The Order: 1886 opens up in a fairly gritty fashion -- a first-person sequence involving a near drowning, by way of water torture. It begins with a bang, thrusting you into this unknown, and frankly frightening world where half-breed creatures live among humans.
It's cinematic and gripping, and draws you into the world that Ready at Dawn and Sony have crafted together. But it doesn't really push the envelope from there, as the cinematic angle is prevalent in nearly every facet of the experience, often hindering gameplay.
Typically, board games involving just dice aren't my thing. I don't like playing a game in which I feel I have no control in whether I win or lose.
Yahtzee is a prime example of this, while Risk is somewhere in between. Much like Monopoly, you do have to have some sort of strategy most of the time. However, because these games are so dependent on chance, those strategies often get thrown out the window.
With Ubisoft's newly released Risk for the PlayStation 4 and Xbox One, this is basically what you get. You can plan and plot as much as you want, but if Lady Luck isn't on your side, then you aren't going to win -- no matter what you do.
Let's take a quick look at the history of videogames with clay-based graphics. Skullmonkeys is a one-off that most people don't even remember. The ClayFighter series has been dormant since the N64 days. Armikrog has been in development hell for years. That clay-based Loco Roco game for the PlayStation 3 never happened. Maybe worst of all, Dominique Pamplemouse is not yet a million seller. What the heck, guys!?
Looking at how few clay-focused games have made it to the market makes Kirby and the Rainbow Curse an even more interesting part of Nintendo's overall strategy. It's both safe and risky at the same time. This is not Kirby's first foray into the world of arts and crafts, and Nintendo has toyed with the idea of clay graphics before. The cover art for the first and last issues of Nintendo Power were made from clay, and a lot of the promotional material from EarthBound used clay models. It's clear that Nintendo has been toying with clay for a while, but Kirby and the Rainbow Curse is the first time it has finally gone all the way clay.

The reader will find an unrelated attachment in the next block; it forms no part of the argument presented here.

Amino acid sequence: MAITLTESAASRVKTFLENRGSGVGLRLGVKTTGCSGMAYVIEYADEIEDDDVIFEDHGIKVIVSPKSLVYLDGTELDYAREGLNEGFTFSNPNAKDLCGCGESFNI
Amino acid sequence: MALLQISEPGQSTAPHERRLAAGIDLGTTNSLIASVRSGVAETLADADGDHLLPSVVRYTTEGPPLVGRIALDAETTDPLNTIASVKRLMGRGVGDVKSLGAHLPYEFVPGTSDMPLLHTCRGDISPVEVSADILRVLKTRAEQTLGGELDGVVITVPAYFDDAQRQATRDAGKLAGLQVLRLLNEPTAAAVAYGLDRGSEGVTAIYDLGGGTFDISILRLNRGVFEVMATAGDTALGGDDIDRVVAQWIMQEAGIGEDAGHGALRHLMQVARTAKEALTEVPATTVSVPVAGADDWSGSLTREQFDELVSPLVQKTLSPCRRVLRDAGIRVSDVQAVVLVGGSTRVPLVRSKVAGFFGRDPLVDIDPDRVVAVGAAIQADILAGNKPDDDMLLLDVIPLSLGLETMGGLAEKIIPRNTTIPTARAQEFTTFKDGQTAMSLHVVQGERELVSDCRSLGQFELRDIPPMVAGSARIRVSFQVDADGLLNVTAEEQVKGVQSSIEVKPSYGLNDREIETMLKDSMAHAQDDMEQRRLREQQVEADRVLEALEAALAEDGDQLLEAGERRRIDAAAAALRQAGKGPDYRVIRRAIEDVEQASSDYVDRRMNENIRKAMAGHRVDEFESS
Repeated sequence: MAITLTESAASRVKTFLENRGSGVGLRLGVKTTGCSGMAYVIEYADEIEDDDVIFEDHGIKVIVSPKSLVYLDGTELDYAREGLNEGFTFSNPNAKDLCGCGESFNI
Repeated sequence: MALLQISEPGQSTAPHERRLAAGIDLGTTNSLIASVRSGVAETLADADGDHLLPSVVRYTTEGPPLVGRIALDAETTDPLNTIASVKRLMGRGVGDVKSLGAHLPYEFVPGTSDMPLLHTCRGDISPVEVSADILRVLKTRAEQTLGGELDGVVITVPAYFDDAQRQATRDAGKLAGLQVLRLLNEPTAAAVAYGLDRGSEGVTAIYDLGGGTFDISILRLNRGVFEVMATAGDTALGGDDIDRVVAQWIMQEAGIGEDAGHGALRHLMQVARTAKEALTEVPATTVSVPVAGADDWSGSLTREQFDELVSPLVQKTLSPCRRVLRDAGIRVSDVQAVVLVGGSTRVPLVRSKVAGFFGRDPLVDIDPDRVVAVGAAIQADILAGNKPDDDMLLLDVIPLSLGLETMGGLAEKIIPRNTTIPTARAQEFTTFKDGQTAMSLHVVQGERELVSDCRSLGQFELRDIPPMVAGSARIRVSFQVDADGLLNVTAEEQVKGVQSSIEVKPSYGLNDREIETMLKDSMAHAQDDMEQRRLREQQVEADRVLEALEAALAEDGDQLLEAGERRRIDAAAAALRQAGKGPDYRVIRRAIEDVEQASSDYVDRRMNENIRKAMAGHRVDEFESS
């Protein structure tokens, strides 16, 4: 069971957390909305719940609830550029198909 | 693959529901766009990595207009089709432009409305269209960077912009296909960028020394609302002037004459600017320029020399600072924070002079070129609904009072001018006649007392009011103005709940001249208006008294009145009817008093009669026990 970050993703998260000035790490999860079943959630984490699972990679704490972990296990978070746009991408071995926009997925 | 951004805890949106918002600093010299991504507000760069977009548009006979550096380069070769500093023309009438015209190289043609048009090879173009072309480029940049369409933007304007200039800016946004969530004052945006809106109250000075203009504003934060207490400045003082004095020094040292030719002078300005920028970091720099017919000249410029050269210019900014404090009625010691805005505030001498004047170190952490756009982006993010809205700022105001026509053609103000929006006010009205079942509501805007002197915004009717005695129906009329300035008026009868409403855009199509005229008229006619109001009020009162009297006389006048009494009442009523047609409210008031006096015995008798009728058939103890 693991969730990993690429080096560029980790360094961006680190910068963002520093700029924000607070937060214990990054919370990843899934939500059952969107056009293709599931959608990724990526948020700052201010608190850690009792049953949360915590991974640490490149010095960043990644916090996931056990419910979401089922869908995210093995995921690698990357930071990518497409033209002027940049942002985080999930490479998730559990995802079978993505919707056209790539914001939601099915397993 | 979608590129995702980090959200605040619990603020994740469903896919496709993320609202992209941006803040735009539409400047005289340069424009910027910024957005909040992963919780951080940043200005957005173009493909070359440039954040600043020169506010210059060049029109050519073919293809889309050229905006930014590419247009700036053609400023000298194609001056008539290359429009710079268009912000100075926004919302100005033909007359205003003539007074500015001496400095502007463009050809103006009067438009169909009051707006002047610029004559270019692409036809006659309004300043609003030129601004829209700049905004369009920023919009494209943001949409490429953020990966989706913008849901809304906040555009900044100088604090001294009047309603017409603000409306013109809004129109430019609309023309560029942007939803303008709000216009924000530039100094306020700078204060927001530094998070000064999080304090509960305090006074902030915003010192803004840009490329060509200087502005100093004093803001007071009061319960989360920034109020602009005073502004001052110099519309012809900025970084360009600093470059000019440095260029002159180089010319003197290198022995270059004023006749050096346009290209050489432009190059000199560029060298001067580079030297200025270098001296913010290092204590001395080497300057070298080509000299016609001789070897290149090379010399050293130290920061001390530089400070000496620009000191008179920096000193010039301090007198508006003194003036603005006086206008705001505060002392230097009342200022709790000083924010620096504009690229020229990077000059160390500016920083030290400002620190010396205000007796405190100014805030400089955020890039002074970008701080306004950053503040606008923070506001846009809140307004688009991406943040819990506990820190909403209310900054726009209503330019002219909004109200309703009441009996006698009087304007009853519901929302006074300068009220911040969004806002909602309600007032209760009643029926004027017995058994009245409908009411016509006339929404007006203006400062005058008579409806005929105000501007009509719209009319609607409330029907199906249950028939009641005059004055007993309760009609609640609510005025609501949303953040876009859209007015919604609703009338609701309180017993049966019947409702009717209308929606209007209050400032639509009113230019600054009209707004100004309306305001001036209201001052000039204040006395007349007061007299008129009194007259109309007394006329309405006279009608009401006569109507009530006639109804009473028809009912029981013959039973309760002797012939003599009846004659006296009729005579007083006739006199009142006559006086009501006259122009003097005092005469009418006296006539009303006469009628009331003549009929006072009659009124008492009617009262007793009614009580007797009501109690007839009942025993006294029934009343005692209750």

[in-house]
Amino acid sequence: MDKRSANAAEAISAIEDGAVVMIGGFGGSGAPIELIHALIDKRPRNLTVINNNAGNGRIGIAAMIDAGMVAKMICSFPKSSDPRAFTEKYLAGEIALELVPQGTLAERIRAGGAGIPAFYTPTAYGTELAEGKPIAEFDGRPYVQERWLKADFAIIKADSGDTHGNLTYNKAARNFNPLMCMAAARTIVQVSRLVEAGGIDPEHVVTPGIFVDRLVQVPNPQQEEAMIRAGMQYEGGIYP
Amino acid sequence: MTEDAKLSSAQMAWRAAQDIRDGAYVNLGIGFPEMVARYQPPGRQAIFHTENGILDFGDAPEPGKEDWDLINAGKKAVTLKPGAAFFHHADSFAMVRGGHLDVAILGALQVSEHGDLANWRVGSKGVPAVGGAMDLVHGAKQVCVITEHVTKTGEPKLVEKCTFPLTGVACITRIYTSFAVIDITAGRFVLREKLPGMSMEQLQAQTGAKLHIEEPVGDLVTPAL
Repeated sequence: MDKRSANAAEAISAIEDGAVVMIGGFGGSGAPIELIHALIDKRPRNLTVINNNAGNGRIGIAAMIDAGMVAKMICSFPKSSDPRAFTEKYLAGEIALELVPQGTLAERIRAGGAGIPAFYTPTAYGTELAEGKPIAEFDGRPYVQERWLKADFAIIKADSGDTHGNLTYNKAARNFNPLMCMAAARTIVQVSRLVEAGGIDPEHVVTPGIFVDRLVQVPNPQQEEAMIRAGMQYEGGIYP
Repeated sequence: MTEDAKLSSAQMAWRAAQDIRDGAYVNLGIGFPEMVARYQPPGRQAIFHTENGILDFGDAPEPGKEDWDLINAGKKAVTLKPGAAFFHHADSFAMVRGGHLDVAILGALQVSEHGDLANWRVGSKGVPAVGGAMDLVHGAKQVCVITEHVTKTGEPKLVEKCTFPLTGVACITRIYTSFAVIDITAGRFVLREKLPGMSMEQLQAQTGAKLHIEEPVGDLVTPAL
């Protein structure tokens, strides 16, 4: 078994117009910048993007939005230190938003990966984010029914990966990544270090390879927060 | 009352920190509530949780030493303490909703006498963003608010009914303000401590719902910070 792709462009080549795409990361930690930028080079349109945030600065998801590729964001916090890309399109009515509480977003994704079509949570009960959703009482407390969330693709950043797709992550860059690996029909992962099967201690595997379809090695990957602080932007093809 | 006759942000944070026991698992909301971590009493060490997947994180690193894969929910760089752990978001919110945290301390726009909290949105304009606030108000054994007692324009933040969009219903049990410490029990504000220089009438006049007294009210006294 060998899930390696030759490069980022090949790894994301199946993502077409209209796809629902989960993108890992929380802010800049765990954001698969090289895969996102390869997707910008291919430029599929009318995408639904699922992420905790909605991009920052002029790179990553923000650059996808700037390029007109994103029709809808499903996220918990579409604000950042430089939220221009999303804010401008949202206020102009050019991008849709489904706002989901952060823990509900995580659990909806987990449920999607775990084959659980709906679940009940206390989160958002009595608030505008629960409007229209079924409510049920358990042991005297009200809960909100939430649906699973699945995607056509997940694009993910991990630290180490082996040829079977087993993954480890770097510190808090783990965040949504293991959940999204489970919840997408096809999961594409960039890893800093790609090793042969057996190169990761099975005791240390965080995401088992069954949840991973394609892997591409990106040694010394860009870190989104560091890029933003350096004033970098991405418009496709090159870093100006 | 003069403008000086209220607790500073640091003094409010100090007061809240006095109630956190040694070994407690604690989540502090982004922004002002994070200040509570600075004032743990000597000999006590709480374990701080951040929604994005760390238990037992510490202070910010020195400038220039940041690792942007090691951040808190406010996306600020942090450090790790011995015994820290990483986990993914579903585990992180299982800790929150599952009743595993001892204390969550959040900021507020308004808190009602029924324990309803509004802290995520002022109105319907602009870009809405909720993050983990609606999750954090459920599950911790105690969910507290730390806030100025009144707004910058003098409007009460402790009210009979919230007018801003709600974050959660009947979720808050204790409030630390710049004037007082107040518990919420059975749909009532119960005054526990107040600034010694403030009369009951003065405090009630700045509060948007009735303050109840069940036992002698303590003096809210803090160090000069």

Japanese publishers have some truly confusing localization titles sometimes. In 2011, Namco Bandai released Ace Combat: Assault Horizon for the PS3 and Xbox 360. It was a grittier take on the franchise that added real-world complexities to the established fictional formula, released to mixed reception.
For some reason in that same year Namco Bandai also dropped Ace Combat: Assault Horizon Legacy (the legacy is important, you see), which was basically a remake of 1997's Ace Combat 2 for the Nintendo 3DS. Now they've added a "plus" on the end and added amiibo support.
It still has nothing to do with Ace Combat: Assault Horizon.